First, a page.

Recently, the real estate firm Graywood Group has begun exploring potential development opportunities at 506-516 Church Street, currently occupied by the adjacent surface parking lot and the popular local businesses, Boutique Bar and Crews and Tangos.

front shot of crews and tango

In light of the unprecedented intensification in the designated growth areas including the downtown core, and along church street specifically, I know residents and patrons are rightly concerned about potentially losing LGBTQ2S+ spaces. 

While the development process is still in its very early stage - what City Planning and I know is that the owners are looking to build a mid-rise, infill with mixed-use residential units with ground-floor retail. Under the planning act, as with all rezoning applications, there will be ongoing community consultation. As soon a date and venue for the consultation are secured, I will post updates.

In the meantime, I have confirmed that the landlord and tenants, including Crews & Tangos, are working together and have agreed to a two-year lease extension so that businesses can continue to operate during the planning stage.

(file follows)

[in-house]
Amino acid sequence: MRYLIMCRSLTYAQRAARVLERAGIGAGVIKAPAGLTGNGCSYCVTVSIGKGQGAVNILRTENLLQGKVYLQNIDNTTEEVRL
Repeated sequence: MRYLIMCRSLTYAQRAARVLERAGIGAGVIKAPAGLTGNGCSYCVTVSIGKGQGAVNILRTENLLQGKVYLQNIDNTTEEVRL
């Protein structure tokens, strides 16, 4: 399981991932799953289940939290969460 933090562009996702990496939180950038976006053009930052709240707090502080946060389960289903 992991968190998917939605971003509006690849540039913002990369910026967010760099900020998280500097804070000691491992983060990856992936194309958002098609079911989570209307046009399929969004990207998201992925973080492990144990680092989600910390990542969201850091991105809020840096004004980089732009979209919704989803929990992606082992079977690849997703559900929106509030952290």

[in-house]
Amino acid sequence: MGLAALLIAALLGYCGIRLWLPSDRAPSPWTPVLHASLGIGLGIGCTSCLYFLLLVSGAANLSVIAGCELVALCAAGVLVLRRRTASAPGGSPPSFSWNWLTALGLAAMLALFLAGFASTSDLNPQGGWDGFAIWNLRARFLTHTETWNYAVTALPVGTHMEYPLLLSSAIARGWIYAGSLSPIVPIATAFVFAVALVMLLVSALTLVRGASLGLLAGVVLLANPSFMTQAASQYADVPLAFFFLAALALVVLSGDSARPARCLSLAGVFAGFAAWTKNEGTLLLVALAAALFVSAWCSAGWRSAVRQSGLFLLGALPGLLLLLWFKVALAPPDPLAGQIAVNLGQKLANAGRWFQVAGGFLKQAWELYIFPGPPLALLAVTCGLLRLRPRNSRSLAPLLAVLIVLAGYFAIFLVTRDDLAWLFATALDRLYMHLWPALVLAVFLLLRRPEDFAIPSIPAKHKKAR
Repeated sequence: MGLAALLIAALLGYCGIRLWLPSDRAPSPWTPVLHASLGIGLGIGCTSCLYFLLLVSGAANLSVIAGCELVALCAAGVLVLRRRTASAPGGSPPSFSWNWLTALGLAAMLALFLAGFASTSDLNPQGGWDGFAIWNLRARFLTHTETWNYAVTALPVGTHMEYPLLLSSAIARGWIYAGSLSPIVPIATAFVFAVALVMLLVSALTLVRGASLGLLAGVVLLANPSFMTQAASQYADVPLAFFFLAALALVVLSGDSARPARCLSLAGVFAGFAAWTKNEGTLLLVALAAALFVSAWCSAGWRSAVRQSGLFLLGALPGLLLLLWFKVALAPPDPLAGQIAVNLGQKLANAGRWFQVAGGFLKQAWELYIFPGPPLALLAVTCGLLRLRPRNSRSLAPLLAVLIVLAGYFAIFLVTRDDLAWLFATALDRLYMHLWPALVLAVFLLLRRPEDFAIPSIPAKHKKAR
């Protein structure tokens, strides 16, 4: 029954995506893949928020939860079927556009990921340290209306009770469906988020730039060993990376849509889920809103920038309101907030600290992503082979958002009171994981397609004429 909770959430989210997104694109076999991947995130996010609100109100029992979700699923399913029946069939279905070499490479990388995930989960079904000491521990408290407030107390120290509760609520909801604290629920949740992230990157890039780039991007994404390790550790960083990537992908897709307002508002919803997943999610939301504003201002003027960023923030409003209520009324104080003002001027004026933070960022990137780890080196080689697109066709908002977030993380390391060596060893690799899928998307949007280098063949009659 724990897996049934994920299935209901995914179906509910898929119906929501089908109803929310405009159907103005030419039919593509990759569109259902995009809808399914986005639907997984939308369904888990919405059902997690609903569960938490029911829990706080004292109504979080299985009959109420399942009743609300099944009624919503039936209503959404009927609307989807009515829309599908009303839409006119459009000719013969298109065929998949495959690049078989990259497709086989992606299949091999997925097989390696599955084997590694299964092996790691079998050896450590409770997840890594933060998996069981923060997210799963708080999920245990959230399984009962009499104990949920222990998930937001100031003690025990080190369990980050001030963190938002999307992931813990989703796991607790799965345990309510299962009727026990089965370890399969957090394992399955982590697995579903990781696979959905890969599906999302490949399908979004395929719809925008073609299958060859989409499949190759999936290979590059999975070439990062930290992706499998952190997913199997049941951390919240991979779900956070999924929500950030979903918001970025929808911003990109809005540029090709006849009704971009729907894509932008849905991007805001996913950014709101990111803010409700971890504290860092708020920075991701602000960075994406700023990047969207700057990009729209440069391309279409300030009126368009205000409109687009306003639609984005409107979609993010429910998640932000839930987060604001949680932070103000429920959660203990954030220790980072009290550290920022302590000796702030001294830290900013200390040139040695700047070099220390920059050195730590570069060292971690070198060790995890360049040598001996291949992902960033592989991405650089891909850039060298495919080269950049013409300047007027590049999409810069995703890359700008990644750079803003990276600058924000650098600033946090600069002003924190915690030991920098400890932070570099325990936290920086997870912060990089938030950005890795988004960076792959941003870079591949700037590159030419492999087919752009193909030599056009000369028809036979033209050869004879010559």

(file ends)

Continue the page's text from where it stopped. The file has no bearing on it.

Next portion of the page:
Trans flag at Church and Wood StreetAs the only openly gay Toronto City Councillor and as someone who previously owned a small business in the Church Wellesley Village, I know personally how important safe, culturally significant small LGBTQ2S+ businesses are as gathering spaces for our community. 


Stop Light developmentWith the support of local stakeholders, such as the Church Wellesley Village BIA and the Church Wellesley Neighbourhood Association, I am working hard to protect the character of the Village in light of numerous Ontario Municipal Board approvals that have overturned City Council decisions.

We know that similar to small- and medium-sized daytime businesses, Toronto's nighttime cultural and music businesses are under threat from a lack of affordable space when their current space becomes slated for development.

In the preceding years, I have passed several motions directing staff to reform tax policy to provide relief to small business owners facing unsustainable Current Value Assessment-related tax increases. In 2019 City Council moved to seek advice from nightlife and creative sector for-profit and not-for-profit enterprises, do-it-yourself event organizers, and equity-seeking groups such as youth, women and LGBTQ2S on best practices to enhance inclusive social culture across Toronto.

Most recently, on January 29, 2020, Toronto City Council adopted my motion to support the retention and growth of independently owned and operated LGBTQ2S+ small businesses & cultural spaces.

The report on this motion will be presented at the May 6, 2020 meeting of the Economic and Community Development Committee. I would encourage everyone who is concerned about losing LGBTQ2S+ small businesses and cultural spaces to sign my petition and depute at the committee to show your support for Canada’s largest and most dynamic gay village.

When we come together, we can do great things.

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